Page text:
One of the reasons I have become interested in urban survival is I am an urban city dweller and am concerned how people would behave during a massive emergency like a flood, blackout or civil unrest.
To find out, I turned to survival expert Les Stroud, host of the hit television series Survivorman and author of Survive! The book is basically a list of tips to get you out of extremely hairy situations.
Below are two questions I put to Stroud via email on surviving in the city.
Q: What are the advantages or disadvantages of being with a crowd - or in a major city - during an emergency?
Les Stroud: "The primary disadvantages of a crowd are that supplies become scarce and often quite quickly," said Stroud. "Panic can be contagious and there is a greater chance that there will be sick or injured to deal with," he said.
"However the advantages outweigh the situation: emergency help is likely close at hand, rescue organizations are more likely to concentrate on crowded areas, natural leaders will likely be present, more people are available to search out supplies and find reliable supply lines, long distance communication is much more accessible (and) hands are available to deal with the sick or injured."
Q: Do you believe that people in urban centers are mentally prepared (or have the supplies) to handle a severe natural disaster or sudden shut down of basic services?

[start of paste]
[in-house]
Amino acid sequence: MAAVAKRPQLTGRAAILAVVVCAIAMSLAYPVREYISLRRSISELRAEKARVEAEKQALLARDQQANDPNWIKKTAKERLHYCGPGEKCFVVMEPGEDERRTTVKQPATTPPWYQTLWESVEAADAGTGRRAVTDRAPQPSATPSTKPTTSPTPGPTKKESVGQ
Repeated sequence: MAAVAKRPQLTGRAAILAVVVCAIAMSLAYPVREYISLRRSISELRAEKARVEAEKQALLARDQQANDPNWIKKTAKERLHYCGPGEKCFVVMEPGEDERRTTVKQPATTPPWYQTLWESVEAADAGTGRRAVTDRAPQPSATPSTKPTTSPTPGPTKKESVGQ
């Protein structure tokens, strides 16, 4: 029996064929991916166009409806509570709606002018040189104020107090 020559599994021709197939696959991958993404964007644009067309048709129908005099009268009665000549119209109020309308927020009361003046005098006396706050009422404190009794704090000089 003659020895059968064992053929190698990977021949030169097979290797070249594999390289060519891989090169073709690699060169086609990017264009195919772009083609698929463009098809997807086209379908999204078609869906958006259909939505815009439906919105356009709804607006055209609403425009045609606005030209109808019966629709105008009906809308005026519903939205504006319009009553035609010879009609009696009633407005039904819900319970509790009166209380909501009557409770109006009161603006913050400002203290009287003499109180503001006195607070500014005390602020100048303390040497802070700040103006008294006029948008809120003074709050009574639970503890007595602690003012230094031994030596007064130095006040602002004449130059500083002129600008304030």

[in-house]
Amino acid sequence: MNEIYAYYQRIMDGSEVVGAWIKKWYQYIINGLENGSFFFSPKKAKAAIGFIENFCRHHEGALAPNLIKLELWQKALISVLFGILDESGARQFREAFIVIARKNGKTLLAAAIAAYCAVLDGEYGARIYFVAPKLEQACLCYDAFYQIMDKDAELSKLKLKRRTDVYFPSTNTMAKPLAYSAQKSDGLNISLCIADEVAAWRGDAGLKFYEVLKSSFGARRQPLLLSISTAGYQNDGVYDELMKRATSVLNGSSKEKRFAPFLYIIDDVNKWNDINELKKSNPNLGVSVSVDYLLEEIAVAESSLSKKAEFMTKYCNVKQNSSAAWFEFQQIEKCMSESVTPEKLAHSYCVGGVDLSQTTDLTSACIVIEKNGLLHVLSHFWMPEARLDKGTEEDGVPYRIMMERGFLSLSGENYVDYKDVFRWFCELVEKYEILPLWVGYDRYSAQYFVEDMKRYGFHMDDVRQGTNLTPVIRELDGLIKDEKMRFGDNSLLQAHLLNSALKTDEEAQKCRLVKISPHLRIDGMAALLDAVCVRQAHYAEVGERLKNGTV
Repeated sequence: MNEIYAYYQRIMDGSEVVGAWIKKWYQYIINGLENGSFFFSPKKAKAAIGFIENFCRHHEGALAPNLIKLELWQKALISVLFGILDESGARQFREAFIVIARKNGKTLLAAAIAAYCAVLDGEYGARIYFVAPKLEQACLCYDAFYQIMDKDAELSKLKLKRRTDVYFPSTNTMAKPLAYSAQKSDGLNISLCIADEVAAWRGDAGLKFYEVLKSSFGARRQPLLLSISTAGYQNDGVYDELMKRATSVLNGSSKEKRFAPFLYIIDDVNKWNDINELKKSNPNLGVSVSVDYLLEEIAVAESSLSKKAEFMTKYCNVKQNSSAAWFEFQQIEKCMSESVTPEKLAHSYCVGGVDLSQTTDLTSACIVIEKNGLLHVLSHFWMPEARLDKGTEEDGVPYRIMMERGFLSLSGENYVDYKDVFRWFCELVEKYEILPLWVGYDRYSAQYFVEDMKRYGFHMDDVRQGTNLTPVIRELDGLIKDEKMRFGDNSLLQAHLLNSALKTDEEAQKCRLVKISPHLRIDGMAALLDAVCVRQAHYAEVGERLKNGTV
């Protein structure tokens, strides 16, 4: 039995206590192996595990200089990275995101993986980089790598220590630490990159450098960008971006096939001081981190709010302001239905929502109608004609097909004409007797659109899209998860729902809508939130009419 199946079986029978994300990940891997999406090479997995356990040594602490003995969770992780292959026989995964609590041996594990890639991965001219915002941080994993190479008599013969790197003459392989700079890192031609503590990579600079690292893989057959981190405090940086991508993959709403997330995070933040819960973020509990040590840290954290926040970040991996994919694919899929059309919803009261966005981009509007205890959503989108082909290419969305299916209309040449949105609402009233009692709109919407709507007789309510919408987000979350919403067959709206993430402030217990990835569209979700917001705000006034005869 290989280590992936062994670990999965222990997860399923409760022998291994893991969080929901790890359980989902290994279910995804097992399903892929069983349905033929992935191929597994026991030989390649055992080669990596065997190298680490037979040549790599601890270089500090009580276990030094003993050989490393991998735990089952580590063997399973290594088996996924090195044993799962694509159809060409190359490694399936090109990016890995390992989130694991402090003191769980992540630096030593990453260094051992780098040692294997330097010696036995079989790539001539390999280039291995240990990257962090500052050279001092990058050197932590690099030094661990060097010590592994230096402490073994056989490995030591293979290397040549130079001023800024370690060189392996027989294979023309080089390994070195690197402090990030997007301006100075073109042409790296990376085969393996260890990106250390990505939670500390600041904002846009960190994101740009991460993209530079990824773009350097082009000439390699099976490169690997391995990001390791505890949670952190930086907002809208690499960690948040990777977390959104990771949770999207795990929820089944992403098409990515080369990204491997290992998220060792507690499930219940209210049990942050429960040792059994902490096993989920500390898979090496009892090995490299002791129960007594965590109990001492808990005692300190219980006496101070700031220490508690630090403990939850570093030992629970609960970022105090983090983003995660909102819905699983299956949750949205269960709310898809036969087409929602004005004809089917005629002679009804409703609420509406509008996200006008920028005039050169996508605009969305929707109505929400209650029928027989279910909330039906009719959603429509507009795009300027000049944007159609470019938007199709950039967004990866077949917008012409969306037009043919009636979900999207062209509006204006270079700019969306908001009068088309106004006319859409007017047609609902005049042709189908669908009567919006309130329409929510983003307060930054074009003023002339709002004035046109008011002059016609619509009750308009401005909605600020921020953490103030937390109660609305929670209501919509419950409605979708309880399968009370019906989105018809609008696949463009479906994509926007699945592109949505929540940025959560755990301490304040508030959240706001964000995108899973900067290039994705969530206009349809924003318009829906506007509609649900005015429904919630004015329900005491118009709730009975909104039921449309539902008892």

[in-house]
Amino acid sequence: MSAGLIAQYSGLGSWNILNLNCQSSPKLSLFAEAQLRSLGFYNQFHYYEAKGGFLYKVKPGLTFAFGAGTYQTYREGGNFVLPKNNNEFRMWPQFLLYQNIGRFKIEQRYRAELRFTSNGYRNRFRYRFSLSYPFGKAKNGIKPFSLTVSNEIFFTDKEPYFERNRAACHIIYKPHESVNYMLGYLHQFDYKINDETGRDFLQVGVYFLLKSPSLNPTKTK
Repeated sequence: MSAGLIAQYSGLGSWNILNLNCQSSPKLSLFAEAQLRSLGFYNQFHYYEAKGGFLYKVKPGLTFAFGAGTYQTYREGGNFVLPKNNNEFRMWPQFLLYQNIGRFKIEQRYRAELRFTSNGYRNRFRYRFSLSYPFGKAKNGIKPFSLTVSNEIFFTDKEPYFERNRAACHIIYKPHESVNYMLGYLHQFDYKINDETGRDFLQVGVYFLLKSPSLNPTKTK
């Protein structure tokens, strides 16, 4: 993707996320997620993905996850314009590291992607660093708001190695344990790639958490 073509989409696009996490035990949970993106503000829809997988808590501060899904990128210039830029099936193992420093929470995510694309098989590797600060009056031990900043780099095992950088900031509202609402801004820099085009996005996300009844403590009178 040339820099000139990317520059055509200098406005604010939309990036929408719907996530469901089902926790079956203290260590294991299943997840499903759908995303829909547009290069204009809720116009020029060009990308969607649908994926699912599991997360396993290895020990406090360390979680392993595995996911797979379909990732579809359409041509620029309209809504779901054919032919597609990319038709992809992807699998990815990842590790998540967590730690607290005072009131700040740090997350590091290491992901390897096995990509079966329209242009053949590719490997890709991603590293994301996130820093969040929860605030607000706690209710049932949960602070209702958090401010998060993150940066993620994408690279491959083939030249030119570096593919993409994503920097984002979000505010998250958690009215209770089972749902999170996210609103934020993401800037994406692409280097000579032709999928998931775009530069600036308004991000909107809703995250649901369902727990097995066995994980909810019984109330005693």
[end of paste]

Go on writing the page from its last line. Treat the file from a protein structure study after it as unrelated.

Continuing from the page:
Les Stroud: "Absolutely not.
"We are caught up in the day-to-day reliable living we have known for years," said Stroud. "The water turns on with a twist, the heat comes on when we set the temperature, the garbage magically disappears at the curb, there is a store on every corner with supplies that never seem to run out. We are lulled into a sense of comfort and reliable survival, so why waste the closet space on a home survival kit?
"That said, I believe the panic and the problems would be relatively short-lived because eventually when facing a severe natural disaster people will begin to use their innate will to live and will become ingenious and leaders will emerge.
"People will get fed up with not having what they are missing, or they will begin to cope with the fact that they are doing without, because, in the end, all we really need is the most simple form of water food and shelter.
After that everything else is a bonus and deep down we know that. It just might take a big disaster to remind us that we are more resilient than we thought."
So cities are not so bad and there may be hope for mankind. But still, I'm stockpiling enough food and water to last me and my loved ones for 72 hours. Next step, stocking up on board games.
Here is Les Stroud on surviving in a flood: